Thailand’s Parliament passes controversial cybersecurity bill

By Courtney Tsao

Staff Writer

  The enactment of Thailand’s new cybersecurity bill sparked controversy in the U.S. and other countries after their military-appointed Parliament unanimously passed the Cybersecurity Act on Feb. 28. Thailand’s National Cybersecurity Committee (NCSC) and other state cyber agencies now have the power to seize and collect private data without a court order.

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Ones to watch

By Daeja Lee Conner

Staff Writer

Track

 Mission Valley League Champion for the 4x100m relay and the 100m hurdles, senior Joy Hano, returns to the track for her fourth and final year on varsity. Holding the team on her wings, Hano brings motivation and team spirit to her teammates in hopes that the Eagles can fly their way through a successful season.

  Hano participates in Club Plyometric Fusion and is constantly training to get better at every practice. Originally, Hano was tricked by her friend to try out for track her freshman year, but it has been one of the best mistakes she has ever made.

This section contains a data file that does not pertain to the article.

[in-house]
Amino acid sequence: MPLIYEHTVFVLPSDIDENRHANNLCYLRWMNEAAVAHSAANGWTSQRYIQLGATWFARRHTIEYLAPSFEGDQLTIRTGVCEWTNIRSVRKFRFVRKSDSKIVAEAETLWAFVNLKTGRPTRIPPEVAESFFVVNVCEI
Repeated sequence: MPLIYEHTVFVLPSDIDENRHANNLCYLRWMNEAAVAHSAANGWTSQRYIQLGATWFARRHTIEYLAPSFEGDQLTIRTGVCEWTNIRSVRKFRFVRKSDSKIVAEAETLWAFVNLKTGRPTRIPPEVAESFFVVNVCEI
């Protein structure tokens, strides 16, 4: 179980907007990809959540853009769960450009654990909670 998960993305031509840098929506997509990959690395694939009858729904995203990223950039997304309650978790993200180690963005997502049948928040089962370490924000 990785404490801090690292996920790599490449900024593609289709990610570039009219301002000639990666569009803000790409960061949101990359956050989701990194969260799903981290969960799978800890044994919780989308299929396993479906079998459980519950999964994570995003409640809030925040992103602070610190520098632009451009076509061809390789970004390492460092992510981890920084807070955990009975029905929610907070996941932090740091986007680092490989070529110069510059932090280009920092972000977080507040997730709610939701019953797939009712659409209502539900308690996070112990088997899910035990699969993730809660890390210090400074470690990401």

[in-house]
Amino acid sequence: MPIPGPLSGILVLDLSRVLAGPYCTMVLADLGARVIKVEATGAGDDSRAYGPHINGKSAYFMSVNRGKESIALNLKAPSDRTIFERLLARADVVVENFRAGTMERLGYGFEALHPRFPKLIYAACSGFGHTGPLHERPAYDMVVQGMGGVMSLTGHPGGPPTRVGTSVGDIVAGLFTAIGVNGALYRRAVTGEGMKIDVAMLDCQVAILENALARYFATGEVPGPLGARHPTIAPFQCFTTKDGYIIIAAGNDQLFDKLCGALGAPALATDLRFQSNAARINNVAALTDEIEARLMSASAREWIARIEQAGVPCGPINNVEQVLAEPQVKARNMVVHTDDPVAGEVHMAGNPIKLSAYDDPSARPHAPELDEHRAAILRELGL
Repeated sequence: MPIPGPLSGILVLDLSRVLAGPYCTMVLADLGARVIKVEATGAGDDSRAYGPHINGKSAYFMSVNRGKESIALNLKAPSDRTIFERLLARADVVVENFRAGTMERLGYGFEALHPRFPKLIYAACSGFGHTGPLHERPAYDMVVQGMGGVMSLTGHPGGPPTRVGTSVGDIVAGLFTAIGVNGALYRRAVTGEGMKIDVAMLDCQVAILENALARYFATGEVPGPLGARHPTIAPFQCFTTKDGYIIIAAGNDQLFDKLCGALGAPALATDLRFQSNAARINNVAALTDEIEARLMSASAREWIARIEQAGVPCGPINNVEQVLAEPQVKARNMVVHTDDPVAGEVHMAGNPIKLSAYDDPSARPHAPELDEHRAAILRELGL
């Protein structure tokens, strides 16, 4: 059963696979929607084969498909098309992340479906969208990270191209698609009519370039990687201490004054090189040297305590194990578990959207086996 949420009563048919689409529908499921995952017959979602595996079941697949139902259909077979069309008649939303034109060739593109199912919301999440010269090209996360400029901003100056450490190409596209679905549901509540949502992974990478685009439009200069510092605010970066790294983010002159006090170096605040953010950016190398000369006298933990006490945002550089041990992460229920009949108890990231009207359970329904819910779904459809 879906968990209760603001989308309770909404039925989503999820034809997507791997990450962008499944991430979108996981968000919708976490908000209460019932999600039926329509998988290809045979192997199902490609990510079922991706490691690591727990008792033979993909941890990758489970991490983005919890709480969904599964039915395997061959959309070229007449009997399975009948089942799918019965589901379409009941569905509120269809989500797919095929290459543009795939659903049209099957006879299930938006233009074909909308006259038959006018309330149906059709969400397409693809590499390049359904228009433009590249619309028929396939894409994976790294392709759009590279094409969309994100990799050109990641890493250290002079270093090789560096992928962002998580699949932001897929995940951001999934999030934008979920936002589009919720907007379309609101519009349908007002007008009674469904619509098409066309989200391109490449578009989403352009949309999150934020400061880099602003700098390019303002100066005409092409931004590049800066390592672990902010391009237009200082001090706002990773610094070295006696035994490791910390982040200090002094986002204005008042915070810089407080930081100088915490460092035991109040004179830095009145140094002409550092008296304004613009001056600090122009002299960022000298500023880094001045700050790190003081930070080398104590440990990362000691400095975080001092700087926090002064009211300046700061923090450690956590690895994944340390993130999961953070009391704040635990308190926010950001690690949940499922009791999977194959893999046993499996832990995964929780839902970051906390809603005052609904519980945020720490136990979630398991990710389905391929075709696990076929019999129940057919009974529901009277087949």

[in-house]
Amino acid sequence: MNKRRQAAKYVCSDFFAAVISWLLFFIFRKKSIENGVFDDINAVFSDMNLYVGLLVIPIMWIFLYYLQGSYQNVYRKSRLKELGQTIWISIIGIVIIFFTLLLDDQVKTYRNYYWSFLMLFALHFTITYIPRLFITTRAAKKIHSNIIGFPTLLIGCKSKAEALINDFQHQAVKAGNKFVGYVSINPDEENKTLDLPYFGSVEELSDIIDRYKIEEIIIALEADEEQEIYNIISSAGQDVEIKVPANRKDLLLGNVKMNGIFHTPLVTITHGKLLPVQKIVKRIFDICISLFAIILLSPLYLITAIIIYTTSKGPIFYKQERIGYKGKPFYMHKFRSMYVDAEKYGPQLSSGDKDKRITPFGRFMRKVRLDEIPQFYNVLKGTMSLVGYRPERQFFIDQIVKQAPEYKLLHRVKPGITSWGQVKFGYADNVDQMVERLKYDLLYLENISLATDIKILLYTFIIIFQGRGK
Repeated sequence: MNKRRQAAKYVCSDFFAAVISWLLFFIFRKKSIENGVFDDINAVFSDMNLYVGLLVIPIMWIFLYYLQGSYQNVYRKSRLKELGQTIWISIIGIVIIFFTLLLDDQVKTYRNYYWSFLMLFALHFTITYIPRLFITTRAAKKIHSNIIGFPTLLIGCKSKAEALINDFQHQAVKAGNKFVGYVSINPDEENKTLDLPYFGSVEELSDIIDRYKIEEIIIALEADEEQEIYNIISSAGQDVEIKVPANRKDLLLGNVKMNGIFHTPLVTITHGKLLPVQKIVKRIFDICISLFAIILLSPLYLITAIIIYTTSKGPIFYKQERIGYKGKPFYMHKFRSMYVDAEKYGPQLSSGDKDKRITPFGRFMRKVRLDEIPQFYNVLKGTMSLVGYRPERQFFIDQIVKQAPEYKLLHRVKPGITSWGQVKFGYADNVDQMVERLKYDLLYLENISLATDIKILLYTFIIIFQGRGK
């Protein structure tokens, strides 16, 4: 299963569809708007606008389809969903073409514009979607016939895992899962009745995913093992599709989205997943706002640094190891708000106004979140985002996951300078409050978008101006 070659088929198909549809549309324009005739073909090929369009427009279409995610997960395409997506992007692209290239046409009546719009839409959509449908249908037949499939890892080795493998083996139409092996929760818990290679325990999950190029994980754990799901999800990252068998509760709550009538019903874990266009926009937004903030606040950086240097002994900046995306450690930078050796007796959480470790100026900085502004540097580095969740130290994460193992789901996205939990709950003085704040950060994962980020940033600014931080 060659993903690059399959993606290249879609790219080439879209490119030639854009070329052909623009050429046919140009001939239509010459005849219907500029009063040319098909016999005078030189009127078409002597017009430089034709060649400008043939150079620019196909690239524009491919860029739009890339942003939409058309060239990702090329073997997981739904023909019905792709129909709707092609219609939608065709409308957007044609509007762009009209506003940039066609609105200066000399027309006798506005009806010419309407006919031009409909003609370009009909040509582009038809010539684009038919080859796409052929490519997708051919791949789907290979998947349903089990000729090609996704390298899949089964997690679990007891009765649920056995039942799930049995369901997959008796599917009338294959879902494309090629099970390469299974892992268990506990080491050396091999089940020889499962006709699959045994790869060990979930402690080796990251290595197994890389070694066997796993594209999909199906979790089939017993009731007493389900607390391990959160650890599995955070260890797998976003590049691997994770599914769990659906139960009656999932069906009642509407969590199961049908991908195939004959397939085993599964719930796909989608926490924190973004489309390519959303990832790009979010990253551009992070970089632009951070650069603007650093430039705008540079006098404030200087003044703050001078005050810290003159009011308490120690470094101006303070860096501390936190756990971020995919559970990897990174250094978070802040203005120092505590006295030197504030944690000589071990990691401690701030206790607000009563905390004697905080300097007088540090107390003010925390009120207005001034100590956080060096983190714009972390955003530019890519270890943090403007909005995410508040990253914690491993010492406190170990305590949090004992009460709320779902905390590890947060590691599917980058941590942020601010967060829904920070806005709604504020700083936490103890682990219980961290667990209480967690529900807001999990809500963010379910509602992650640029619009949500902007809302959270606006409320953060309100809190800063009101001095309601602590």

“She has been a top runner and competitor since her freshman year and has been placing first in all of her events,” Coach Ryan Kammerman explained. “Now, she is taking on long jump and continues to bring her general leadership skills our team.”

  With her close relationship to her hurdle and relay teammates, Hano has high hopes of finishing this season strong by placing first in league as a team this year.

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School Internet filters prevent educational opportunity

By Valerie Nea

Copy Editor

  In the past decade, the use of technology in classrooms has been on the rise, 75% of classrooms in the nation use technology in daily lessons. Because of this, schools have implemented Internet filters that block certain websites or content so they cannot be viewed or accessed. Gabrielino High School is among the many high schools in America that have Internet filters that are too restrictive.

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Technology tangles childhood development

By Raymond Tran

Copy Editor

  During an age of technological advancements, it can be easy to allow children to be consumed by the amassed amount of electronics that surround us daily. According to a study conducted by Common Sense Media, 38 percent of children can fully function an iPad before they can even speak. However, parents should be more wary of when to introduce electronics into their children’s lives because of the negative effects they can have in the early stages of childhood development.

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